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By G. Steven Bray
Your mortgage credit score is based on a credit model developed almost 20 years ago, and Federal Housing Finance Agency (FHFA) Director Watt says that’s not going to change anytime soon.
Many in the credit industry acknowledge that the FICO 4 model, the use of which is required by Fannie Mae and Freddie Mac, is deficient. It doesn’t differentiate between paid and unpaid collections. Nor is it able to distinguish medical collections, which seem to have little predictive value of credit risk. It also poorly models student loan debt, which has ballooned in the last 10 years, and only incorporates negative information for rent and utility payments.
Congress is trying to force a change through The Credit Score Competition Act, which would encourage Fannie and Freddie to consider other credit scoring models, including the newer FICO 9 and VantageScore models.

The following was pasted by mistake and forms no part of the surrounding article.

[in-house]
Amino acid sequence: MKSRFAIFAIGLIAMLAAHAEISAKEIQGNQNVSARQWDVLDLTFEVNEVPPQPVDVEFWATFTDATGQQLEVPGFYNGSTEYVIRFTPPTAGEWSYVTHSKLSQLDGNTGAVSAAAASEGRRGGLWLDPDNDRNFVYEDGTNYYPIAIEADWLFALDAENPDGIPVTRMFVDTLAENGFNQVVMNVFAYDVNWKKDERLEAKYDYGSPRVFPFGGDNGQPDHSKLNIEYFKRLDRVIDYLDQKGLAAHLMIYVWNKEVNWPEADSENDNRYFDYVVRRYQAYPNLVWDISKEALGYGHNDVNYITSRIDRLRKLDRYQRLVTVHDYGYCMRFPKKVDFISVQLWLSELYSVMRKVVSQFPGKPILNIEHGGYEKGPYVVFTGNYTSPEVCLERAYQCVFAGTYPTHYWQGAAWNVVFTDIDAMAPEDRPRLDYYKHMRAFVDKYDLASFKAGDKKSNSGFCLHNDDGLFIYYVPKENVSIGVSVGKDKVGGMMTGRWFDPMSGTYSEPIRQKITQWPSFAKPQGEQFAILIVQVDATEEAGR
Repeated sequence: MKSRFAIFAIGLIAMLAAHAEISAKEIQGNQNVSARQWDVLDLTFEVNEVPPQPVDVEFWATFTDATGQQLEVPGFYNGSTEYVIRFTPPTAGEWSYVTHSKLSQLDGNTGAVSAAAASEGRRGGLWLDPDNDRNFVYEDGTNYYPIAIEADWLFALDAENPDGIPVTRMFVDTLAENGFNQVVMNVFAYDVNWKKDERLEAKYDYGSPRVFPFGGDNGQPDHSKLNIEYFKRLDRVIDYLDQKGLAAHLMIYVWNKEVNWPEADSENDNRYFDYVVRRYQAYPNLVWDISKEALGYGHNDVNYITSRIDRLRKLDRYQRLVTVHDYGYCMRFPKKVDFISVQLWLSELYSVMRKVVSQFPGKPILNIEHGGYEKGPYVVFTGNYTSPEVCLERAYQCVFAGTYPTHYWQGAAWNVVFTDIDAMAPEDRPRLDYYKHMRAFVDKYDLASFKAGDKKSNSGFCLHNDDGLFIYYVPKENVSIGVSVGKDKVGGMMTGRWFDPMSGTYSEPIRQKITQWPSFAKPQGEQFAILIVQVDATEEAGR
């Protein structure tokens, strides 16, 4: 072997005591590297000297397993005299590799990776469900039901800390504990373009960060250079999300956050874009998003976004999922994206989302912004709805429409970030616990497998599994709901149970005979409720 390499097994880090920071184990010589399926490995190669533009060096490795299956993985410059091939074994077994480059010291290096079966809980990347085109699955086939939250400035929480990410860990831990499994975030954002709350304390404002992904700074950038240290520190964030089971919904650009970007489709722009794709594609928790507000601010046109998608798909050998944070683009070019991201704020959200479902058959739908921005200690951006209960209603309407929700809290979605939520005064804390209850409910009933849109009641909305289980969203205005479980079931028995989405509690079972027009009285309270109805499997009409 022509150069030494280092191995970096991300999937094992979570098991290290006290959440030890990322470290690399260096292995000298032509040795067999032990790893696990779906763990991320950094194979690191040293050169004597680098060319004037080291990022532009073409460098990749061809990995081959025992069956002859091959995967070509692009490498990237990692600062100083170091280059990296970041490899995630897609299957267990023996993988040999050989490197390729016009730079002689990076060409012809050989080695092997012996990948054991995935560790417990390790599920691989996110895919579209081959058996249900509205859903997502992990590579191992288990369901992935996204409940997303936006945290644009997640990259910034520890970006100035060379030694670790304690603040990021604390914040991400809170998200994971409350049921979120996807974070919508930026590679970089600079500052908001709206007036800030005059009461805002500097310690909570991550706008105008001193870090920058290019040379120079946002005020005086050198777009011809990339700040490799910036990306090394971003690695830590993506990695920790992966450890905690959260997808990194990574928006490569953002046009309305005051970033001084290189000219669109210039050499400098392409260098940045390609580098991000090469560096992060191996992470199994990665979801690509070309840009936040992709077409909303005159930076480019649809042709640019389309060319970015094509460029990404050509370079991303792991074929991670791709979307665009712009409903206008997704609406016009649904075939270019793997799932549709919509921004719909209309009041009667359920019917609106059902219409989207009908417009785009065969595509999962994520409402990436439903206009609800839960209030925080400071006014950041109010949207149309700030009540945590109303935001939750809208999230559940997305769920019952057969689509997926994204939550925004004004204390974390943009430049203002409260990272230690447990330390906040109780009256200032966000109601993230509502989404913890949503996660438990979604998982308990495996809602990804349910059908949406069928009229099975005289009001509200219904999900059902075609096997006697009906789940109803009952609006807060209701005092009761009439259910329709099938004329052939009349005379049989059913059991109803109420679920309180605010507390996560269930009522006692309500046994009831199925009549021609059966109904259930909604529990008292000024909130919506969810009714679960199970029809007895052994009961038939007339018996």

Watt contends that Fannie and Freddie already consider the same or greater levels of credit data in their computer models that determine whether a borrower qualifies. He also notes the change would be quite expensive. He prefers to wait until after Fannie and Freddie merge their investment security platforms, slated for 2019.
However, Watt fails to mention that Fannie and Freddie impose a minimum credit score, which prevents folks from qualifying regardless of how Fannie and Freddie tune their computer models. Fannie and Freddie also use credit score for determining interest rates and mortgage insurance coverage.